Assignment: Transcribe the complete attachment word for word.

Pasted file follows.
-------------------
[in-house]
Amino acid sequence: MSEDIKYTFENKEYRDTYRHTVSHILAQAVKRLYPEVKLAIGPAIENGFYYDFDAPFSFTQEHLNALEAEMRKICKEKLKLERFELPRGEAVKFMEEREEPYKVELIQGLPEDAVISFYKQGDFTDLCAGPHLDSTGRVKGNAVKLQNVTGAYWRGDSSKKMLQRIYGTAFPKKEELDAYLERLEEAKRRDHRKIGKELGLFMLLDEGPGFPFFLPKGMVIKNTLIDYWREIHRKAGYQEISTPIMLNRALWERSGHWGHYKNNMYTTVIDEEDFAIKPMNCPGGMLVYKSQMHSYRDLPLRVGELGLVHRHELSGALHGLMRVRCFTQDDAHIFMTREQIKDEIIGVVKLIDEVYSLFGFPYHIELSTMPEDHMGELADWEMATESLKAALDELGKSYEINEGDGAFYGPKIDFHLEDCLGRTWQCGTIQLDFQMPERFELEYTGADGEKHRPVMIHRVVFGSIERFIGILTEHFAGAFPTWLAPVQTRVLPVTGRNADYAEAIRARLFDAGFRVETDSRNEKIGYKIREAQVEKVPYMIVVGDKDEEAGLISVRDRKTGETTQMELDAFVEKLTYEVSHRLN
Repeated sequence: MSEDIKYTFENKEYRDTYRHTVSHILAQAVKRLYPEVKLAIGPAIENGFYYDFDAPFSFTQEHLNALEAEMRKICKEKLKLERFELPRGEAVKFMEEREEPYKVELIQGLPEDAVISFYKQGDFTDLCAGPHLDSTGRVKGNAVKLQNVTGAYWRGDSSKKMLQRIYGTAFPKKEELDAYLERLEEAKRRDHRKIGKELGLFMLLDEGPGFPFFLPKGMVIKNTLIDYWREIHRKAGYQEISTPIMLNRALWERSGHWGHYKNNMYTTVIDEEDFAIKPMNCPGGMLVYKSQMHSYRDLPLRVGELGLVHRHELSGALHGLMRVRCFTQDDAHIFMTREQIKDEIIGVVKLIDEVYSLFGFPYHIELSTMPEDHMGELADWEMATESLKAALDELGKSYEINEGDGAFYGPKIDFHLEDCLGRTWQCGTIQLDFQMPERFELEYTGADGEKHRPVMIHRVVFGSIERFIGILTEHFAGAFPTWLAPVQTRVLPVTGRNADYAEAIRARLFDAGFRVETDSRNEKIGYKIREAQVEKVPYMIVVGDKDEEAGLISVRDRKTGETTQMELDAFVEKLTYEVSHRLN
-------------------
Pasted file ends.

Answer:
[in-house]
Amino acid sequence: MSEDIKYTFENKEYRDTYRHTVSHILAQAVKRLYPEVKLAIGPAIENGFYYDFDAPFSFTQEHLNALEAEMRKICKEKLKLERFELPRGEAVKFMEEREEPYKVELIQGLPEDAVISFYKQGDFTDLCAGPHLDSTGRVKGNAVKLQNVTGAYWRGDSSKKMLQRIYGTAFPKKEELDAYLERLEEAKRRDHRKIGKELGLFMLLDEGPGFPFFLPKGMVIKNTLIDYWREIHRKAGYQEISTPIMLNRALWERSGHWGHYKNNMYTTVIDEEDFAIKPMNCPGGMLVYKSQMHSYRDLPLRVGELGLVHRHELSGALHGLMRVRCFTQDDAHIFMTREQIKDEIIGVVKLIDEVYSLFGFPYHIELSTMPEDHMGELADWEMATESLKAALDELGKSYEINEGDGAFYGPKIDFHLEDCLGRTWQCGTIQLDFQMPERFELEYTGADGEKHRPVMIHRVVFGSIERFIGILTEHFAGAFPTWLAPVQTRVLPVTGRNADYAEAIRARLFDAGFRVETDSRNEKIGYKIREAQVEKVPYMIVVGDKDEEAGLISVRDRKTGETTQMELDAFVEKLTYEVSHRLN
Repeated sequence: MSEDIKYTFENKEYRDTYRHTVSHILAQAVKRLYPEVKLAIGPAIENGFYYDFDAPFSFTQEHLNALEAEMRKICKEKLKLERFELPRGEAVKFMEEREEPYKVELIQGLPEDAVISFYKQGDFTDLCAGPHLDSTGRVKGNAVKLQNVTGAYWRGDSSKKMLQRIYGTAFPKKEELDAYLERLEEAKRRDHRKIGKELGLFMLLDEGPGFPFFLPKGMVIKNTLIDYWREIHRKAGYQEISTPIMLNRALWERSGHWGHYKNNMYTTVIDEEDFAIKPMNCPGGMLVYKSQMHSYRDLPLRVGELGLVHRHELSGALHGLMRVRCFTQDDAHIFMTREQIKDEIIGVVKLIDEVYSLFGFPYHIELSTMPEDHMGELADWEMATESLKAALDELGKSYEINEGDGAFYGPKIDFHLEDCLGRTWQCGTIQLDFQMPERFELEYTGADGEKHRPVMIHRVVFGSIERFIGILTEHFAGAFPTWLAPVQTRVLPVTGRNADYAEAIRARLFDAGFRVETDSRNEKIGYKIREAQVEKVPYMIVVGDKDEEAGLISVRDRKTGETTQMELDAFVEKLTYEVSHRLN